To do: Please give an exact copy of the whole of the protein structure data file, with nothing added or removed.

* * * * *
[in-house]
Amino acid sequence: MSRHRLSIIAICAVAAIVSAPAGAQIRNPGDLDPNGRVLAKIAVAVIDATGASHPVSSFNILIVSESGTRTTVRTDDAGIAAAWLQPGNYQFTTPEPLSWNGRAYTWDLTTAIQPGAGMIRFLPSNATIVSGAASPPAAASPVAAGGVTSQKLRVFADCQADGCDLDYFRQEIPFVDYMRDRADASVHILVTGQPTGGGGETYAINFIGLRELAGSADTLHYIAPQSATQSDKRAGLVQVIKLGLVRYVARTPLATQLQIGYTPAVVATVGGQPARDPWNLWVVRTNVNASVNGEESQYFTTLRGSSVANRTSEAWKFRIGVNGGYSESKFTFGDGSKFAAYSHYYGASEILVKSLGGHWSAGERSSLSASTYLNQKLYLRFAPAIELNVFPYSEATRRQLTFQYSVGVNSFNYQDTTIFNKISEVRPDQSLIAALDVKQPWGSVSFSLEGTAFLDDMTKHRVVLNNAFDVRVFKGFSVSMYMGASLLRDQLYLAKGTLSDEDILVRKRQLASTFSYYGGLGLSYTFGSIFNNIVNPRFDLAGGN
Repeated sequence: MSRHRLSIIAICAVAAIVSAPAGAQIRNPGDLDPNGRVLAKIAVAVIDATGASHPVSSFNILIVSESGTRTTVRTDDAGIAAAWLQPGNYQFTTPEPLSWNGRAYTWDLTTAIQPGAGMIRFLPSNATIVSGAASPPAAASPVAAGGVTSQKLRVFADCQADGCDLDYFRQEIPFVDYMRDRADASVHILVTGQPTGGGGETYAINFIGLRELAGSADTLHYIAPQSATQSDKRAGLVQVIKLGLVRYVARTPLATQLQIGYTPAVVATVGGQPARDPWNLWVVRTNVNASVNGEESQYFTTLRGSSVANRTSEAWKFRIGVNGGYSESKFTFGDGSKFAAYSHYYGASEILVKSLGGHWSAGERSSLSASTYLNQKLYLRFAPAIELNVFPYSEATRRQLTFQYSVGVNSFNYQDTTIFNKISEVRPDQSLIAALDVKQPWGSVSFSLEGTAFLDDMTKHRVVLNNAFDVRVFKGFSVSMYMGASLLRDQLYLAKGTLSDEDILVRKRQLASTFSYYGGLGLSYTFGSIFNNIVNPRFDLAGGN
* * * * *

[in-house]
Amino acid sequence: MSRHRLSIIAICAVAAIVSAPAGAQIRNPGDLDPNGRVLAKIAVAVIDATGASHPVSSFNILIVSESGTRTTVRTDDAGIAAAWLQPGNYQFTTPEPLSWNGRAYTWDLTTAIQPGAGMIRFLPSNATIVSGAASPPAAASPVAAGGVTSQKLRVFADCQADGCDLDYFRQEIPFVDYMRDRADASVHILVTGQPTGGGGETYAINFIGLRELAGSADTLHYIAPQSATQSDKRAGLVQVIKLGLVRYVARTPLATQLQIGYTPAVVATVGGQPARDPWNLWVVRTNVNASVNGEESQYFTTLRGSSVANRTSEAWKFRIGVNGGYSESKFTFGDGSKFAAYSHYYGASEILVKSLGGHWSAGERSSLSASTYLNQKLYLRFAPAIELNVFPYSEATRRQLTFQYSVGVNSFNYQDTTIFNKISEVRPDQSLIAALDVKQPWGSVSFSLEGTAFLDDMTKHRVVLNNAFDVRVFKGFSVSMYMGASLLRDQLYLAKGTLSDEDILVRKRQLASTFSYYGGLGLSYTFGSIFNNIVNPRFDLAGGN
Repeated sequence: MSRHRLSIIAICAVAAIVSAPAGAQIRNPGDLDPNGRVLAKIAVAVIDATGASHPVSSFNILIVSESGTRTTVRTDDAGIAAAWLQPGNYQFTTPEPLSWNGRAYTWDLTTAIQPGAGMIRFLPSNATIVSGAASPPAAASPVAAGGVTSQKLRVFADCQADGCDLDYFRQEIPFVDYMRDRADASVHILVTGQPTGGGGETYAINFIGLRELAGSADTLHYIAPQSATQSDKRAGLVQVIKLGLVRYVARTPLATQLQIGYTPAVVATVGGQPARDPWNLWVVRTNVNASVNGEESQYFTTLRGSSVANRTSEAWKFRIGVNGGYSESKFTFGDGSKFAAYSHYYGASEILVKSLGGHWSAGERSSLSASTYLNQKLYLRFAPAIELNVFPYSEATRRQLTFQYSVGVNSFNYQDTTIFNKISEVRPDQSLIAALDVKQPWGSVSFSLEGTAFLDDMTKHRVVLNNAFDVRVFKGFSVSMYMGASLLRDQLYLAKGTLSDEDILVRKRQLASTFSYYGGLGLSYTFGSIFNNIVNPRFDLAGGN